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Communication Sciences & Disorders

Evidence Considerations

An understanding of how various levels of evidence are reported and how this literature is organized will help you retrieve the highest levels of evidence for a particular clinical question. High levels of evidence may not exist for all clinical questions because of the nature of medical problems and research and ethical limitations.
The following should be considered when evaluating  a piece of evidence:
  1. Does the study/evidence address my question?
  2. Is the source reliable?
  3. Is the research methodology sound?
  4. Are the results valid?
  5. Does the evidence apply to my patient or population?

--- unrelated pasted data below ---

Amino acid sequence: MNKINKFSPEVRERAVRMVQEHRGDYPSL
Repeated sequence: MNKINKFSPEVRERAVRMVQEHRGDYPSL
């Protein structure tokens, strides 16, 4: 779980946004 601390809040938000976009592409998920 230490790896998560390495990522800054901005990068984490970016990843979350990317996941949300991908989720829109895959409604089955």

If you answer NO to any of the question above, then it may be best to discard the evidence and find other research. 

Levels of Evidence

Hierarchy of Evidence

The hierarchy of evidence is a core principal of EBP. EBP hierarchies rank study types based on the strength and precision of their research methods. Different hierarchies exist for different question types, and even experts may disagree on the exact rank of information in the evidence hierarchies. 

Oxford Centre for Evidence-based Medicine – Levels of Evidence

Adapted from OCEBM Levels of Evidence Working Group*. “The Oxford Levels of Evidence 2”.
Oxford Centre for Evidence-Based Medicine.

* OCEBM Levels of Evidence Working Group = Jeremy Howick, Iain Chalmers (James Lind Library), Paul Glasziou, Trish Greenhalgh, Carl Heneghan, Alessandro Liberati, Ivan Moschetti, Bob Phillips, Hazel Thornton, Olive Goddard and Mary Hodgkinson


Hierarchy of Evidence Pyramid